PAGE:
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  • In Memoriam:Francelia Butler, 1913-1998
  • R.H.W. Dillard (bio)

Francelia McWilliams Butler, founding editor of this journal and my friend of forty years, died on September 17, 1998. I was not only deeply saddened by the news but also deeply shocked, because Francelia was a battler and a survivor of such energy and courage that it seemed as though she could never lose a fight, not even one with death itself. I knew that Francelia was eighty-five years old and had been at war with cancer with every weapon at her disposal (including her great determination) for years, but I was surprised anyway. Some people seem to be born, to use Hemingway's phrase, to live life all the way up, and Francelia was certainly one of them. And what an interesting life it was.

Francelia McWilliams was born in Cleveland on April 25, 1913, but grew up in Elyria, Ohio. She was graduated from Oberlin College in 1934 and carried the liberal attitudes and beliefs she had gained there with her to Washington, D. C. There she lost one job writing a pamphlet titled "The Brotherhood of Man" for an education association because she dared to criticize Hitler, and she lost another at one of the best Washington hotels because she arranged an Oberlin banquet meeting that black alumni attended. She soon went off to Paris, where she married foreign correspondent Jerome Butler on July 4, 1939. She worked for her husband's paper, the International Herald Tribune, occupying several positions including that of drama critic. She met the literary lights of the day (among them, I recall, the novelist and professional Parisian Elliot Paul, with whom she was not at all impressed) as well as the members of the journalistic community. She actually was offered ajob by CBS News as an on-air reporter to work with Edward R. Murrow, but, at the urging of her husband, she turned down the job, [End Page 181] which Eric Sevareid took instead. One of my favorite photographs of Francelia shows her holding Walter Cronkite's attention at the International Herald Tribune Centennial Banquet at the Palais de Chaillot in Paris in 1987. The Butlers were among the last Americans to leave Paris before it fell to the Germans in 1940.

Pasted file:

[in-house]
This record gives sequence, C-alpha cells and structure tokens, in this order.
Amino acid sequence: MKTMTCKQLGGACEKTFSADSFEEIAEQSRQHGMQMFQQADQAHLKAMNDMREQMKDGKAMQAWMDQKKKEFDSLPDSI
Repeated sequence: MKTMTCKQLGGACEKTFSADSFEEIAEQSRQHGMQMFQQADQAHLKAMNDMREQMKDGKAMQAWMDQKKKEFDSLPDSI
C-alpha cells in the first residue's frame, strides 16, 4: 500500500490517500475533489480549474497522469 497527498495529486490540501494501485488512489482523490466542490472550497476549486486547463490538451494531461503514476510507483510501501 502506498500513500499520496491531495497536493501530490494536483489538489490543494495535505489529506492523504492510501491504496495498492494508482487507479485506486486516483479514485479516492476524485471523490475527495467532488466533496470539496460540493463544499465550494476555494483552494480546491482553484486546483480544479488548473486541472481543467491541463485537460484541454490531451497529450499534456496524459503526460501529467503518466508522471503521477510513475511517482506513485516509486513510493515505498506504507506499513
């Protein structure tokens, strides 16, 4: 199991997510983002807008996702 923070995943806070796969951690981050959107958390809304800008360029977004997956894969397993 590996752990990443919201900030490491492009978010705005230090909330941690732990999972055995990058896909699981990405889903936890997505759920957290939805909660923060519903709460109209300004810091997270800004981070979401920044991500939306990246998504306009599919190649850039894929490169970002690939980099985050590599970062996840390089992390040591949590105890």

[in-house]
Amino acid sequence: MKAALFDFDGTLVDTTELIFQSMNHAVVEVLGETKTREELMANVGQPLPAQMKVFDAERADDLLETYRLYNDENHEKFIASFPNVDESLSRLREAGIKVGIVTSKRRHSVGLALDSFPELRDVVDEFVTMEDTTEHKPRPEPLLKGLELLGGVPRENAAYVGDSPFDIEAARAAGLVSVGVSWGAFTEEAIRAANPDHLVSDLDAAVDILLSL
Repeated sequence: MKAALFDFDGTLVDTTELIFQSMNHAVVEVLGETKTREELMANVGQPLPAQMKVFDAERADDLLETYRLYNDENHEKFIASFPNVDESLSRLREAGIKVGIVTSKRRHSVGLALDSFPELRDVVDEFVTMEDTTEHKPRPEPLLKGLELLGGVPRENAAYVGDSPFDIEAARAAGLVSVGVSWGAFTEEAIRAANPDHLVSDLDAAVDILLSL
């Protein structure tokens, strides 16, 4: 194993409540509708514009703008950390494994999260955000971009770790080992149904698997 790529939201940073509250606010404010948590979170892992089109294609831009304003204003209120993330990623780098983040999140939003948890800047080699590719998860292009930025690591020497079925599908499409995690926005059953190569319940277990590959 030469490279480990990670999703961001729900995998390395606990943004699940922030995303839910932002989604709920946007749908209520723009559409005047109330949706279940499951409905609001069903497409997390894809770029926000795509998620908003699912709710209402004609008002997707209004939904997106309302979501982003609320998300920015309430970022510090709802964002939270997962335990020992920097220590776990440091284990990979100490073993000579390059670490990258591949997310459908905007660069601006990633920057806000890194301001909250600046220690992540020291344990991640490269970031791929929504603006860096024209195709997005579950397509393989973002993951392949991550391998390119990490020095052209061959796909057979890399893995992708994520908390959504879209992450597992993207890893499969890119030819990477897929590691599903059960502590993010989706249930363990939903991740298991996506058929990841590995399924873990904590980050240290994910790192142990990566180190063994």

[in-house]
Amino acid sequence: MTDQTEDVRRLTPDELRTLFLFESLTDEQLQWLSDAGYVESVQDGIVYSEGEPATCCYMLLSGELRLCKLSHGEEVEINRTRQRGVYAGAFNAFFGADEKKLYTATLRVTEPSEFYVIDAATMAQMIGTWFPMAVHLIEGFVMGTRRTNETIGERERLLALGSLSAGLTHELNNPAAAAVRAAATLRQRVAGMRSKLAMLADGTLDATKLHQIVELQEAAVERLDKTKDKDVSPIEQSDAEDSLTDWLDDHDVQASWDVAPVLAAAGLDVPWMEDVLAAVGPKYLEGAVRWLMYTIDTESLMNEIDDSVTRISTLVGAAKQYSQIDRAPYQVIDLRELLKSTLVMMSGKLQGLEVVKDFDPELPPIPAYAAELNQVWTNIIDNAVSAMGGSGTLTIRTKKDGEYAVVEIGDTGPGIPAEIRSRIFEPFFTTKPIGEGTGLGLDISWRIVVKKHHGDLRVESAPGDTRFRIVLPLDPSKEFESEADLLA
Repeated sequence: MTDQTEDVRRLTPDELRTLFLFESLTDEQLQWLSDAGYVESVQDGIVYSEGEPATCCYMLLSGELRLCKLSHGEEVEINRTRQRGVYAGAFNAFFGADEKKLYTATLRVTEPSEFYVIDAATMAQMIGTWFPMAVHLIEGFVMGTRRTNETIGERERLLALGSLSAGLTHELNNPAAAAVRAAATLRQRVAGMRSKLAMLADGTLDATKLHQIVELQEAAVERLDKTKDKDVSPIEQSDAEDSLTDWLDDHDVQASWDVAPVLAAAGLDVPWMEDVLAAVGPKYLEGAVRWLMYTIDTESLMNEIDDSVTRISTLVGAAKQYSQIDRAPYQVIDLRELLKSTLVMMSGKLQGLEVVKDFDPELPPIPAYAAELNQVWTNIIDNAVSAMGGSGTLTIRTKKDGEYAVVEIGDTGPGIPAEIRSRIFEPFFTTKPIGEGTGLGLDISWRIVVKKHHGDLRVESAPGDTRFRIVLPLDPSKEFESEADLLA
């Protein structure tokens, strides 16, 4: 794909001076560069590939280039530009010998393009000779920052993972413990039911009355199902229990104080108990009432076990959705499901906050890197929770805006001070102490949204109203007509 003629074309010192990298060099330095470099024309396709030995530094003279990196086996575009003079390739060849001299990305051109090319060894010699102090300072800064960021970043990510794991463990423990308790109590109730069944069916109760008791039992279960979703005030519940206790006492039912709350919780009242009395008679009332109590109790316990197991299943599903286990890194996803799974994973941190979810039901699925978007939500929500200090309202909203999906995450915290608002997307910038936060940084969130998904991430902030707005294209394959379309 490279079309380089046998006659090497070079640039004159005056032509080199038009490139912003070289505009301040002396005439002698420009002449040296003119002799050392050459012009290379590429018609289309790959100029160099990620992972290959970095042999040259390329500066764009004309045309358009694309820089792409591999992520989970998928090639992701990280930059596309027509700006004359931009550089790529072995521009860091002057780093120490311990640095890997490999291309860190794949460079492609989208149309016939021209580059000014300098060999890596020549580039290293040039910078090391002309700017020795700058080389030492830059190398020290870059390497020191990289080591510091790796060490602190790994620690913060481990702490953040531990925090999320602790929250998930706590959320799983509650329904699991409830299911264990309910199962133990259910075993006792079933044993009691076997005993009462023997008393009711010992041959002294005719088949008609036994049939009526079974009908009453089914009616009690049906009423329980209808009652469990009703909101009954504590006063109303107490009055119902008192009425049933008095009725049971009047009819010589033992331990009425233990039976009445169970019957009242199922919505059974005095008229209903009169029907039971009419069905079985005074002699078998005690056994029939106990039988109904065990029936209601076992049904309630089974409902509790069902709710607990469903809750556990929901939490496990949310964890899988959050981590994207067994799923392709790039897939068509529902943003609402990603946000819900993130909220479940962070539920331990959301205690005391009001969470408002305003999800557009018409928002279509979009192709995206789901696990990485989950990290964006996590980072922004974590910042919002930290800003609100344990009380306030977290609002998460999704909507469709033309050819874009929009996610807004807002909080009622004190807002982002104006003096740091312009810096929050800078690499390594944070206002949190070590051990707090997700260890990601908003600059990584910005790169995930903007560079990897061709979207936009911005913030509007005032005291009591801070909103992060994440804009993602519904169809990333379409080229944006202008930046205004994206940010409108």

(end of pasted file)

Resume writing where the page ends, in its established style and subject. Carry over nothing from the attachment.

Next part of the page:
Francelia did not lose all her connections to the literary world after leaving Paris. For example, she took dictation and typed the manuscript for Stuart Gilbert's translation of Albert Camus's L'Etranger; she remembered that he was under a tight deadline and translated at top speed, pacing nervously back and forth across the room, seldom even pausing for a moment's reflection. That translation, published by Knopf in 1946, remained, of course, the standard English version of the novel for half a century. The birth of her daughter Annie, along with the terminal illness of her husband, soon turned her attention completely to home and family, however.

Jerome Butler died of cancer in 1949, and Francelia, while raising her daughter as a single mother, began her career in earnest as a scholar, writer, and crusader—and, of course, continued her life as an irrepressible character. As a memorial to her husband, she wrote and published a history of cancer and cancer treatment, Cancer Through the Ages: The Evolution of Hope (1955); it was during research for the book that she startled (and enraged) the curator of the medical museum of the New York Academy of Medicine by being unable to resist the urge to bounce the rubber dental prosthesis used by Grover Cleveland after his secret cancer surgery in 1893 on the museum floor. At this time, she also wrote the first draft of a novel based on her own abusive childhood, The Lucky Piece, which was not to be published until 1984 (but then with considerable success, going quickly into a mass-market paperback edition).

Once Annie was old enough, Francelia began her formal graduate study of English literature. She took her master's degree at Georgetown University in 1959 and continued her studies at the University of Virginia, where I, also a graduate student, first met her in the fall of 1959. Francelia...


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